It turned out that his daughter was already pregnant, and Target realized it before he did.
Since then, companies’ data mining has only gotten better, but thankfully, so have our privacy protection tools. A leaked draft decision reported by Politico suggests the US Supreme Court is in favor of overturning the landmark 1974 Roe v. Wade decision that gave women the right to have an abortion. This will make online privacy even more important than ever for women and health care providers, as secrecy around abortion becomes essential, not only for personal reasons, but also to avoid potential legal repercussions or backlash alert persons
It is unclear who will be legally responsible for abortion in the nearly dozen or more US states that would like to ban it. (2) But many women will want to hide their online activity as a precaution. Democratic Sen. Ron Wyden warned Tuesday that “every digital record — from web searches to phone records and app data — will be weaponized in Republican states as a way to control women’s bodies.”
One of the first things many women do when they discover they need an abortion is to turn to the Internet for advice. This will not change regardless of what the Court decides. But if they live in one of the 22 states that would likely ban abortion in the absence of Roe v. Wade, they would be wise to hide their browsing history and use encrypted messaging apps like WhatsApp and Signal to communicate with others about your plans. If abortion pills are also outlawed, women may turn to the dark web to purchase them — which they already do, according to this University of Texas study.
Women can also turn to VPNs to prevent mobile network providers and search engines from seeing their browsing habits. They’ll clear their web browsing history, use incognito windows, or download privacy-focused browsers like Firefox.
Such tools, usually associated with political dissidents in autocratic regimes, may become much more important to American women in a post-Roe v. Wade world. Tech news site Motherboard reported Monday that a location data firm is already selling information related to people’s visits to abortion clinics, including where visitors came from and how long they stayed, by tracking apps on groups of phones.
The Internet poses risks, but also helps, such as telemedicine services that offer abortion drugs. Many women in the US have turned to services such as Aid Access to obtain such medications; the Women on Web website offers services to women around the world. Depending on the location, the pills can cost about $90 versus $600 or more to get the procedure done at a clinic, which is prohibitively expensive for many women who need abortions (most of whom live at or below the poverty line).
Online collectives, such as “Aunt Networks” on Facebook, will also become increasingly important. These are pages run by people who offer free room in US states where abortion is legal for women who need the procedure. A 2019 report in the Washington Post described how some Auntie Network pages offered to take selfies at local landmarks as “proof” that the trip was just a vacation. One host in Iowa said they would be “happy to send you a birthday card” containing birth control pills, Plan B pills or a pregnancy test.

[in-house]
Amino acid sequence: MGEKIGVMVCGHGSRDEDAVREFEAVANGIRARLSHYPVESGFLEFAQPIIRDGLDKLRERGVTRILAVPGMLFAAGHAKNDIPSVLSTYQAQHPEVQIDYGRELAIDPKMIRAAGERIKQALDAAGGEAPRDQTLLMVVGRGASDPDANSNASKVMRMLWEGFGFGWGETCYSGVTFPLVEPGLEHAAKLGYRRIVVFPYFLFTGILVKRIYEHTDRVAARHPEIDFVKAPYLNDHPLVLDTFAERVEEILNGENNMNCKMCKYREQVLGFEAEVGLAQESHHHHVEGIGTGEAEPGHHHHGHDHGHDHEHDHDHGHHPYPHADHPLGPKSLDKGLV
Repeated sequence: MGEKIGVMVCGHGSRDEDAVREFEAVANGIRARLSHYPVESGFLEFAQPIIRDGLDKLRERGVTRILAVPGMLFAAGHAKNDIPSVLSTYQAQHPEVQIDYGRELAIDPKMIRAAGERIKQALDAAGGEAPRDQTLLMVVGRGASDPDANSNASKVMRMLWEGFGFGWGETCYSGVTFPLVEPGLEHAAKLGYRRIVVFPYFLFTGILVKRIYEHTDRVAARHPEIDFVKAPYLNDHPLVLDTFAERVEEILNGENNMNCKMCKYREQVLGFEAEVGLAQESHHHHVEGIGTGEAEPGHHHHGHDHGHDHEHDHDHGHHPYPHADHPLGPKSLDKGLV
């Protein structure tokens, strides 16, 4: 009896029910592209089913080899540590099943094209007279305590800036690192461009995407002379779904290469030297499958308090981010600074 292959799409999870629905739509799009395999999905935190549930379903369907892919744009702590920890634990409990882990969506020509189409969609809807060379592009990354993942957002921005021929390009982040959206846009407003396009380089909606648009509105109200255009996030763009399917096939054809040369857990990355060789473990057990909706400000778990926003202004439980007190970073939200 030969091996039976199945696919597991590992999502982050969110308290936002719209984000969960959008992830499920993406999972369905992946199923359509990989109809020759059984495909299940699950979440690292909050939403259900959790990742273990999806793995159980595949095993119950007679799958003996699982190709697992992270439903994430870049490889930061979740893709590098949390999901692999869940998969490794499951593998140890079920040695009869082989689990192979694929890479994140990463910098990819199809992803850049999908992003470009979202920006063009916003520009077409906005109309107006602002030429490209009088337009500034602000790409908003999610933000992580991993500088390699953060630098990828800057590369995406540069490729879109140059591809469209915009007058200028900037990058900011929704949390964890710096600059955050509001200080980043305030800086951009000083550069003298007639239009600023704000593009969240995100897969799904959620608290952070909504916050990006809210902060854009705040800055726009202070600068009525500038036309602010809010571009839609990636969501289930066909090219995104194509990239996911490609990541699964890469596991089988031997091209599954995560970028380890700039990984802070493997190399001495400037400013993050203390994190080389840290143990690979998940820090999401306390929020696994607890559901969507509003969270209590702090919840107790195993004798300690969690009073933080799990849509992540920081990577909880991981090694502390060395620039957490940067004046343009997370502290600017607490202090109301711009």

Despite the good intentions of these initiatives, this is sensitive information being hosted by a social media company that is already being used by third parties, in this case advertisers.
Meanwhile, an upcoming law in the European Union that limits the power of big tech companies could have the unintended consequence of making people’s data in the U.S. more vulnerable to surveillance.
The EU’s Digital Markets Act, which will come into effect in the next few years, forces the world’s biggest digital companies to make their products compatible with those of competitors. This means that messaging apps like WhatsApp will have to coexist with less secure services like SMS. But some cryptography experts say making these tools compatible would violate their encryption standards, which could put women seeking abortions at greater risk.
Social media and search platforms have been used by the surveillance advertising industry for years. How much will they resist future government efforts to enforce the abortion ban? What happens if state prosecutors order Facebook or Google to identify women who violate the rules?
Given the libertarian spirit of many Silicon Valley billionaire founders and the legal fallout from whistleblower Edward Snowden, it’s hard to see such firms bowing to government demands to crack their encryption and provide such details. But enough financial pressure on business can happen.
At this point, encryption and online privacy tools are a sacrosanct right for women seeking abortions. They should not turn into luxury.
More from Bloomberg Opinion:
• No abortion means poor countries will get poorer: Allison Schrager
• Abortion leaks show Supreme Court is broken: Noah Feldman
• What would life be without Ro vs. Wade?: Jessica Carl
(1) In Oklahoma, health care providers face up to 10 years in prison and a maximum fine of $100,000 for performing the procedure.
This column does not necessarily reflect the opinion of the editorial board or Bloomberg LP and its owners.
Parmy Olson is a technology columnist for Bloomberg Opinion. She has previously written for the Wall Street Journal and Forbes and is the author of We Are Anonymous.
More stories like this are available at bloomberg.com/opinion